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This Nigerian Tech Worker Was Detained at JFK Because "He Didn't Look Like an Engineer"

28-year-old Celestine Omin says he was detained by U.S. Customs and Border Patrol at JFK airport, and given a written test to prove that he was an engineer.

In January, Trump signed an executive order banning entry into the United States for people from seven predominantly Muslim nations. Though the original initiative was blocked by a federal court, he issued a modified version of the order today, which—hold your non-existent applause—now excludes Iraq.


The realities of living in "Trump's America," become more and more clear every day with the saturation of stories like these:

Last Thursday, 28-year-old Nigerian engineer, Celestine Omin was detained at JFK airport as he tried to enter the country from Lagos on a business trip despite having the necessary visa and following immigration procedures, reports CNN Tech.

Omin, who works for Andela—a Mark Zuckerberg-backed global tech company that recruits software developers from Lagos and Nairobi—says that U.S. Customs and Border Patrol (CBP) told him that he "did not look like an engineer" and made him take a written test to prove that he was.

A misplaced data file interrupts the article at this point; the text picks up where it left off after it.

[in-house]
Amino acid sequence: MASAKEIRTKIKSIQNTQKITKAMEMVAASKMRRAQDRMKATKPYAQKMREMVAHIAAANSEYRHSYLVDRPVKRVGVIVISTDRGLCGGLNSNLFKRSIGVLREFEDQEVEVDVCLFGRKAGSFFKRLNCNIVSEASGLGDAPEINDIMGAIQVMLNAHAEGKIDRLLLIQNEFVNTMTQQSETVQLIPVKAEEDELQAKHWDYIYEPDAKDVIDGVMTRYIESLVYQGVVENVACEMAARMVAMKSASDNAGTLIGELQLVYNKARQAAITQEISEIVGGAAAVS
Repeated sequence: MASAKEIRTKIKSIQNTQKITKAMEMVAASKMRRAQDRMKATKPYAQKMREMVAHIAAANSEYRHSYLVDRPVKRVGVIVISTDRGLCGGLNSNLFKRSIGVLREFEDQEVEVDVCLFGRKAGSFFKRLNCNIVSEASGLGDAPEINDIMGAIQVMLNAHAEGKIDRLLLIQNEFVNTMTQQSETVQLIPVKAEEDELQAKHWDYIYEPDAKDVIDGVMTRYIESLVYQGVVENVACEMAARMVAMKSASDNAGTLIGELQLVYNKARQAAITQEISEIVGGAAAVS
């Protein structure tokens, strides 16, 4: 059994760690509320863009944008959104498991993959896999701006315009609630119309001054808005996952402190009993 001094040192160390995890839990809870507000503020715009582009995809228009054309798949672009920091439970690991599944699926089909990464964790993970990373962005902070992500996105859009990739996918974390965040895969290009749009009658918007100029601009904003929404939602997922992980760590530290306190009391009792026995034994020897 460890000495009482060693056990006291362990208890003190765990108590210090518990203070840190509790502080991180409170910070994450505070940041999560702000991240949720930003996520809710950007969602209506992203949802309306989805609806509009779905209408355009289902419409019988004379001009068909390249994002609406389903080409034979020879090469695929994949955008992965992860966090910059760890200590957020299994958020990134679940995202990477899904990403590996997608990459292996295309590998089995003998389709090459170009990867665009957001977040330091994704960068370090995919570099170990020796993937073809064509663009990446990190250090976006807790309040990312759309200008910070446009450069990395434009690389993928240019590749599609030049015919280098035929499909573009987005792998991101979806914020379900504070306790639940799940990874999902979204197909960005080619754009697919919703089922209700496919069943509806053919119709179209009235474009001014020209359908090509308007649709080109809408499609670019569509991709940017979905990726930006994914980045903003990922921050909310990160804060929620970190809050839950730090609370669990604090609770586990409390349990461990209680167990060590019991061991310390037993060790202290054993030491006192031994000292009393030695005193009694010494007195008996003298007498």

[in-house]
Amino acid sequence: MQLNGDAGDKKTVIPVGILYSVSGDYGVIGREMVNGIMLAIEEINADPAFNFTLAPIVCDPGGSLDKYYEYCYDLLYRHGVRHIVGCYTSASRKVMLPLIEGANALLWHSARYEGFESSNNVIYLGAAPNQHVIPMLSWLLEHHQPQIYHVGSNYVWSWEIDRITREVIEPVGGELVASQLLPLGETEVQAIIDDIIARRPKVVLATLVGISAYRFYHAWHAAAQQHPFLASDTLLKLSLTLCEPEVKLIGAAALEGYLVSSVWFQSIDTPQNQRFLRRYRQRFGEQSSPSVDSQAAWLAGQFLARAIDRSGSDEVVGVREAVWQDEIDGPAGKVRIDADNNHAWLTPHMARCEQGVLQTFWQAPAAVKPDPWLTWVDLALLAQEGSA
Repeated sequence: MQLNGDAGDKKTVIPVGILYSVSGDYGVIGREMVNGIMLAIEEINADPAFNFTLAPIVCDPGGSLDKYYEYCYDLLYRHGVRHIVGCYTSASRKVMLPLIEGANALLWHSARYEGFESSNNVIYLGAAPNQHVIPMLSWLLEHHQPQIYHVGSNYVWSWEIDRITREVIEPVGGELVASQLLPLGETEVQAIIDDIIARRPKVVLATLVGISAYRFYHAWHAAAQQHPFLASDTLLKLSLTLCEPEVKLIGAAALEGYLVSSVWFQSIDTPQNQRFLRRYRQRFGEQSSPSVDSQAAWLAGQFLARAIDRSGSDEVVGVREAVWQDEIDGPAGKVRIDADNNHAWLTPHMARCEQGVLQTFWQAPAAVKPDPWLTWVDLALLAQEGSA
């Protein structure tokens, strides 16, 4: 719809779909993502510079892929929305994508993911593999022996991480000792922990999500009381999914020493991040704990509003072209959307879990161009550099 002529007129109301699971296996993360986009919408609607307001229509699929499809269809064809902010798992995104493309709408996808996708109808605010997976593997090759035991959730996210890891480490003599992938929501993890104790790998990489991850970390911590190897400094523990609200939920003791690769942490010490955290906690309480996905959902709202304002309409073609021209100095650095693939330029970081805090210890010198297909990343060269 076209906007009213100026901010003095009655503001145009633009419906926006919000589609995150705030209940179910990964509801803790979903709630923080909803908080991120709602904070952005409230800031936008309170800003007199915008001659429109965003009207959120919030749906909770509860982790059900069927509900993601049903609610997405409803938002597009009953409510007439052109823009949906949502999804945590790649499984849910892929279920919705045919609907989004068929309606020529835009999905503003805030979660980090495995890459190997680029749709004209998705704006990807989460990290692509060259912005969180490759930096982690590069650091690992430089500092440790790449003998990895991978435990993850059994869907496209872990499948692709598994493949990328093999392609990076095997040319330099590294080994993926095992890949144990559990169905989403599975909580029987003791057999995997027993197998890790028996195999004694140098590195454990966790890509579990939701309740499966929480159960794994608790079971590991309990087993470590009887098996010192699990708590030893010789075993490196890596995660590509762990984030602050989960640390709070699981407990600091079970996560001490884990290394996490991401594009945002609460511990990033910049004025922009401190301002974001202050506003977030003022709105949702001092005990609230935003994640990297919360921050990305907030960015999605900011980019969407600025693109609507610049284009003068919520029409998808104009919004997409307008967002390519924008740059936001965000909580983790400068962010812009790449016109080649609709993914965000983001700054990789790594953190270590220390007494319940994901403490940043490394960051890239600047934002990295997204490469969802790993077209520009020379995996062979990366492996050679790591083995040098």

According to Omin, he was asked to "write a function to check if a Binary Search Tree is balanced," and to explain "what an abstract class is and why you need it."

He was held at customs for three hours, and was only released after Andela's co-founder Christina Sass, called to speak with Border Patrol.

In a statement to CNN Tech, CBP claimed that it "does not administer written tests to verify a traveler's purpose of travel. [Our] officers strive to treat all people arriving in the country with dignity and respect."

Maybe they should strive a bit harder.

In a statement entitled "What an Engineer Looks Like," Andela co-founder Jeremy Johnson addressed the incident, urging the American tech community to "do better," pointing out that "the technologists of tomorrow will be every race, gender and religion, and they will hail from every corner of the globe — from Silicon Valley to Sub Saharan Africa."

"Celestine was not looking to immigrate to the United States. He’s a proud Nigerian whose life and young son are in Lagos, said Johnson. "American companies are fortunate to have the opportunity to convince people like Celestine, of whom there are far too few in the world, to work with them from afar. If anything, they need much more of them if they intend to overcome the deficit in engineering talent."

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